While SAP has designed S/4HANA to obviate the need for legacy reporting approaches, you likely have an existing enterprise reporting structure whereby you push critical ERP data to data warehouses through information management tools. This data is critical to understanding trends, and the data acts as a system of record for compliance, thus creating the need for a long term data repository. Therefore, maintaining the ability to access legacy data with S/4HANA is required.
Further complicating the IT landscape, you may operate separate lines of business, possibly in separate geographies, each with its own ERPs. Once again, these ERPs may be connected to your headquarters’ ERP through legacy approaches. Worse yet, the integration approaches are likely not well documented, and those who did the work may have left your organization.
Finally, you need to conduct business with partners, suppliers, and customers, all of which require integration. These business scenarios need to be considered and either preserved or modernized during S/4HANA migration. Conversely, if you’re conducting these processes manually today, S/4HANA migration presents the opportunity to reimagine these business relationships and operating models.
Despite the aforementioned complexity, companies that embrace the shift to S/4HANA as a strategic opportunity, enabled by modern integration approaches and tools, will come out ahead of their peers with a modern, microservices infrastructure.
Legacy approaches increase risks, costs, and time
The challenge with typical ERP migration approaches is that they increase the risk of realizing successful outcomes, driving up costs and exceeding expectations for completion. Broadly speaking, S/4HANA migration can be broken down into three categories (pictured below), which run in parallel with each other:
1. Prepare your organization.
2. Prepare your legacy system for migration.
3. Configure S/4HANA and applications.
Migration programs begin by gaining organizational alignment around a desired endstate, data and design requirements, and the overall process. Next, the process begins of preparing the legacy ERP system and data, along with configuring S/4HANA environments. Eventually, integrations will be built between S/4HANA and the rest of the landscape, enabling systems integration testing. Prior to moving to production, data will be migrated to S/4HANA, and training begins for User Acceptance Testing, followed by training the rest of the organization prior to go-live. If everything goes according to plan, the migration will go live on-time and on-budget. But, of course, this almost never happens, because any breakdown in this process puts the entire migration program at risk.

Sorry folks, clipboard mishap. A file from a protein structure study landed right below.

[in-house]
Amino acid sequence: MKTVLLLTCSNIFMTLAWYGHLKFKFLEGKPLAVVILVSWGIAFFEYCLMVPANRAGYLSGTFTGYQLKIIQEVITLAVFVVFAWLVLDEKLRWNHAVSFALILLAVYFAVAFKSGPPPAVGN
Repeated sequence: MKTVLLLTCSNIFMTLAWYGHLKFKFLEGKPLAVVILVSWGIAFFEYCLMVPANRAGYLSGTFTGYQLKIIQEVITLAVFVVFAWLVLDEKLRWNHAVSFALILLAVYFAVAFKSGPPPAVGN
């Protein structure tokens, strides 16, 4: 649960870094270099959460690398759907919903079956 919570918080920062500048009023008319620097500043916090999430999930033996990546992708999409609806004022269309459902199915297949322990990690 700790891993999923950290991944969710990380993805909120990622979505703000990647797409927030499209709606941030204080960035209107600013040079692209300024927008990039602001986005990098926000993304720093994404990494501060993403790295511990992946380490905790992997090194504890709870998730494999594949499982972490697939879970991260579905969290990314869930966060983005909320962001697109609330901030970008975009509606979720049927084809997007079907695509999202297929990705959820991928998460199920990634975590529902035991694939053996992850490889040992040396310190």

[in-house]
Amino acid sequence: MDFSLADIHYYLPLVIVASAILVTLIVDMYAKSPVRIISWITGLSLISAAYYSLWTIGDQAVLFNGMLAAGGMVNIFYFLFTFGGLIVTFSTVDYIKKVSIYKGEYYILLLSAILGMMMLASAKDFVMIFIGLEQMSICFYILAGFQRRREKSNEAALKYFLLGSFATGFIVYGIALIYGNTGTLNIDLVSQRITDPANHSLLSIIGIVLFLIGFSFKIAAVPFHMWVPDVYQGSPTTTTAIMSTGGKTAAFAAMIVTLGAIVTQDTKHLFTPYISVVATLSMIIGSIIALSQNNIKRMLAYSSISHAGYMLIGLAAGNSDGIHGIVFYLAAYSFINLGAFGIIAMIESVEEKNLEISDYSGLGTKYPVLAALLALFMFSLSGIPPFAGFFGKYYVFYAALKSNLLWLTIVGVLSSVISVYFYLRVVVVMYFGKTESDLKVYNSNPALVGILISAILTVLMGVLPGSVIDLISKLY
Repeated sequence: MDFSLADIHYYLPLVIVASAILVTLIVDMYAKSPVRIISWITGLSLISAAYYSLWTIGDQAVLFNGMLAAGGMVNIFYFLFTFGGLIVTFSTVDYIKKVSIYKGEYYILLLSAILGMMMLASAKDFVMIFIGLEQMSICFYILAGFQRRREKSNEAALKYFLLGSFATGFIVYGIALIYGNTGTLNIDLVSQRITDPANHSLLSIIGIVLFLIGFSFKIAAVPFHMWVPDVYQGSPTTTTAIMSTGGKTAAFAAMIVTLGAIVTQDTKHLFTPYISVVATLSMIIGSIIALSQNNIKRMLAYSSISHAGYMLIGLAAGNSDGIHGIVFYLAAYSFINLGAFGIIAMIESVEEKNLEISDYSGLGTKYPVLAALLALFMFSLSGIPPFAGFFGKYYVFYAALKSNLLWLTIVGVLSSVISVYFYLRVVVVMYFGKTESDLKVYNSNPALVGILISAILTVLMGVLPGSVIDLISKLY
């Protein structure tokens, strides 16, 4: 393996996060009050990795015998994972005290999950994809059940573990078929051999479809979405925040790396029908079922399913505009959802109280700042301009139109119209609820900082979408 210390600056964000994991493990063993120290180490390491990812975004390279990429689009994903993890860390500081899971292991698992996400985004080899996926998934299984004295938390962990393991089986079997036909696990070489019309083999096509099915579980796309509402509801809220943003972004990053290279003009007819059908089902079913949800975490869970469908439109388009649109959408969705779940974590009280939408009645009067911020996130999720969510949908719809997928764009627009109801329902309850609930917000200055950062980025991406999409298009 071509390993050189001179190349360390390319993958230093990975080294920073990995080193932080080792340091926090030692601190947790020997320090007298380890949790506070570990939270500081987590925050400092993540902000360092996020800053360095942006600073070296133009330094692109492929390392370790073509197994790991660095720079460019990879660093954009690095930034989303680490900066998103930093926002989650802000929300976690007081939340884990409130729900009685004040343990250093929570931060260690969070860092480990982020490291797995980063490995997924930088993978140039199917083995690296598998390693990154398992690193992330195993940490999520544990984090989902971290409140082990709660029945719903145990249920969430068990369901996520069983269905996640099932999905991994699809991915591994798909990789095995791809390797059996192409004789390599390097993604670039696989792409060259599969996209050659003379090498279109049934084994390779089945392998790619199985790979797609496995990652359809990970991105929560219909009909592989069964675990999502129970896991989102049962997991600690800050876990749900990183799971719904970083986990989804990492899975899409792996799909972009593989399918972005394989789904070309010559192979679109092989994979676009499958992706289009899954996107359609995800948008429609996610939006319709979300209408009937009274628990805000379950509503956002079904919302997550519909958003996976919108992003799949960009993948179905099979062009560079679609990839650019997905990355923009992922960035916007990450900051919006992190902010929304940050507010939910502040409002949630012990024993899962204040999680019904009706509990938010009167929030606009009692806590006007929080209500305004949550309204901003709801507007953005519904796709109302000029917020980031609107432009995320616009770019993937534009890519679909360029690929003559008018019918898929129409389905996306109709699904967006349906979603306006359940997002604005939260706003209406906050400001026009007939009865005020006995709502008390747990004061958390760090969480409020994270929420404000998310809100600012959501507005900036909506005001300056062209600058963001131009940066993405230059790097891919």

Legacy migration approaches rely on brittle dependencies
Let’s take a look at why legacy migration approaches are not fit for purpose in today’s complex and fast-moving world.
Data unavailable for design
Because integrating S/4HANA’s development and testing environments with third party apps typically happens late in a migration program, critical data is generally unavailable to guide the program. This lack of data causes teams to make mistakes during the design phase. As a shortcut, dirty data is often forced into S/4HANA to guide developers and testers, leading teams to design according to incorrect standards and definitions.
Third party apps not validated
Another downside of delaying integration until later in the migration program is that third party apps and services aren’t validated until right before cutover to S/4HANA, greatly increasing risk to a successful go-live. Mobile apps, SaaS apps, and other systems of record require rigorous testing, and traditional migration approaches delay these tests.
Lack of cutover flexibility
Finally, organizations require the flexibility to migrate according to business needs, whether by geography, ERP module, line of business, time period, or any other method. A big bang approach is generally not advisable, and as a result, there will be a requirement to operate both SAP ERP and S/4HANA in parallel. Unfortunately, a legacy migration approach does not 10 provide this flexibility, instead requiring significant custom development, workarounds, and additional training and organizational alignment.